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Wednesday, March 8, 2017

REVIEW: Chan Ka-bo Countertenor Recital

Nan Lian Garden, Saturday March 4

I wanted the Baroque repertoire in the afternoon, but it was sold out; thus I ended up going to the relatively newer music of Schubert, Mendelssohn, Brahms and Pärt in the evening. The recital was 1 hour in length and Chan was accompanied by Kristo Käo with his Torres guitar. The concert was set in a small hall in the classical Chinese Nan Lian Garden.

I have a very mixed feeling about the recital. I went to the recital with preconceptions of what is the suitable repertoire for countertenors and how a countertenor should sound. Needless to say, my ears are attuned to the repertoire and sound of the likes of Andreas Scholl, David Daniels, Philippe Jaroussky, Michael Chance and Bejun Mehta, all of whom I have heard live and sang early music.

Countertenors have entertained "newer" music before. The ones that I really enjoyed is David Daniel's album Berlioz: Les Nuits D'ete and A Quiet Thing. And despite the transition from early music to 20th century music, most of the countertenors would retain the same lyrical tone. The one thing I noticed in Chan's rendition of the "newer" music was his voice was dramatic. In fact, so dramatic and big that I think the guitar and venue was a tad too lyrical and small for him. I truly wonder how he sounded like in the afternoon repertoire of early music.

Because of his voice quality, I enjoyed his rendition of Brahms and Pärt's works more than the Schubert and Mendelssohns. Overall, the recital was an important one for me. Wanting to go to the afternoon concert was a lazy choice; and I am glad that I went to the evening one as there shouldn't be any reason why countertenors should not sing music by Schubert, Mendelssohn or Brahms. The problem was mine.


Ave Maria, Ständchen, Danksagung an den Bach

Vater Unser

Altdeutschelied, Nachtlied


and songs and guitar music of Estonian composers including Kapp, Sink, Jõeleht and Eespere

REVIEW: Les Ballet Jazz de Montreal

Hong Kong Cultural Centre Grand Theatre, Friday March 3

The first thing I noticed when I looked at the programme was how "recent" the works will be presented are. The oldest was created in 2012 and the latest was just created last year. Now that is very exciting! I have never seen Canada's Les Ballets Jazz de Montreal before, but definitely like what the company name evokes and was looking forward to see it.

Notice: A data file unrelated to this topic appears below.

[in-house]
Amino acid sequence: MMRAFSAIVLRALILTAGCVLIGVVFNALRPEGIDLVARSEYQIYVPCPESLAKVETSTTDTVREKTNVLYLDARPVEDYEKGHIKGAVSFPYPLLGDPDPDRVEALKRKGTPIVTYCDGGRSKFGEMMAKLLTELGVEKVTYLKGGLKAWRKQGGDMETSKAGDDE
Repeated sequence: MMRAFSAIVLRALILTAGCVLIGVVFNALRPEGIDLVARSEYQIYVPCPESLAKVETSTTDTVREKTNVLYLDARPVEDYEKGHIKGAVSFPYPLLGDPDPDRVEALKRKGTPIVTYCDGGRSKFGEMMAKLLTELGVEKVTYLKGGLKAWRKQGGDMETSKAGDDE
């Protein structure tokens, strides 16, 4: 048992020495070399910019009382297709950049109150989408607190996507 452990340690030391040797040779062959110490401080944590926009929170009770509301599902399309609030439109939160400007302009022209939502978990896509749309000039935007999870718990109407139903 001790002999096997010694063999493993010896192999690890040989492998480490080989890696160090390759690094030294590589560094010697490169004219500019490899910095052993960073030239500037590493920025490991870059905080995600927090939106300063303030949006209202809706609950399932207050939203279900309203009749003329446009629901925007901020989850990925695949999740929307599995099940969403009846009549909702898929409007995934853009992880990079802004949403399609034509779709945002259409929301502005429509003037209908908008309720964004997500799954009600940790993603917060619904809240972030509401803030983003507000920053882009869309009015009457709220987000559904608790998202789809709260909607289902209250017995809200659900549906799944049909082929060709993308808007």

The show opened with Mona Lisa, a work choreographed by Itzik Galili for two dancers. This high-octane pas de deux performed by Celine Cassone and Alexander Hille was a test of endurance and precision. The intertwining bodies, quick lifts and sudden drops were bordering acrobatics and were all executed with unbelievable ease to the avant-garde sound of typewriter competing with drums. This masterpiece was the highlight of the evening and everything else seemed to be a tad less special.

Kosmos, choreographed by Andonis Foniadakis was a portrayal of modern urban living. While the choreographic language was modern dance, elements of other forms of dance were combined seamlessly. Set to the music of Julien Tarride, the work explored various moods from frenetic pace pushed by persistent percussions to thoughtful movements exalted by the sound of strings. The work was a cocktail of counterpoints and episodic bursts of intense motions that beautifully counterbalance each other.

Opening the second half of the evening was Closer, choreographed by Benjamin Millepied and another work designed for two dancers. Set to Philip Glass' Mad Rush, I find the music was turned up way too loud that it overshadowed the lyricism of the music and the dance. Dancers Celine Cassone and Alexander Hille once again demonstrated the impeccable partnership they have, and that it goes beyond just technique, but also a partnership high in confidence and comfort.

Before closing the evening with O Balcao de Amor, a totally unnecessary short film about the work was shown. It was really odd. Instead of enhancing my experience of the work, the film actually dampened it. This work choreographed by Itzik Galili was a fun, funny and entertaining piece; and the documentary somehow took away the surprise factor. The choreography revolved around the music of Perez Prado; and it was pelted all over with comedic confetti and sexy silliness that showcased a different side of the company.

Overall, it was an evening of beautiful contemporary works that provided wide-ranging sentiments and elicited deep connection with the audience.

Monday, February 27, 2017

REVIEW: The Makropulos Case by the National Theatre Brno

Cultural Centre Grand Theatre, Saturday February 25

Live performance of Janacek's operas are hard to come by. Peculiarly, I have only seen Jenufa live and saw it twice, once in Czech here in Hong Kong as part of the Hong Kong Arts Festival in 2000 by the Prague National Theatre and another time in Turkish in 2004 at the Istanbul State Opera. It is therefore that when this opportunity to see The Makropulos Case came, I made sure to go and see it.

The fluidly and meticulously designed production directed by David Radok was definitely the highlight of the evening. Rarely does one sees a production so cohesively conceptualized that the action and the set unfold so seamlessly and creatively. In particular, I love the way the office set (set design by Ondřej Nekvasil,& Zuzana Ježková) in Act 1 was visually transformed into the wings of the theatre. I also love how the main character Emilia Marty changed costumes and wigs (costume design by Zuzana Ježková) in full view and almost implying the multiple characters she embodied in her 337 years life.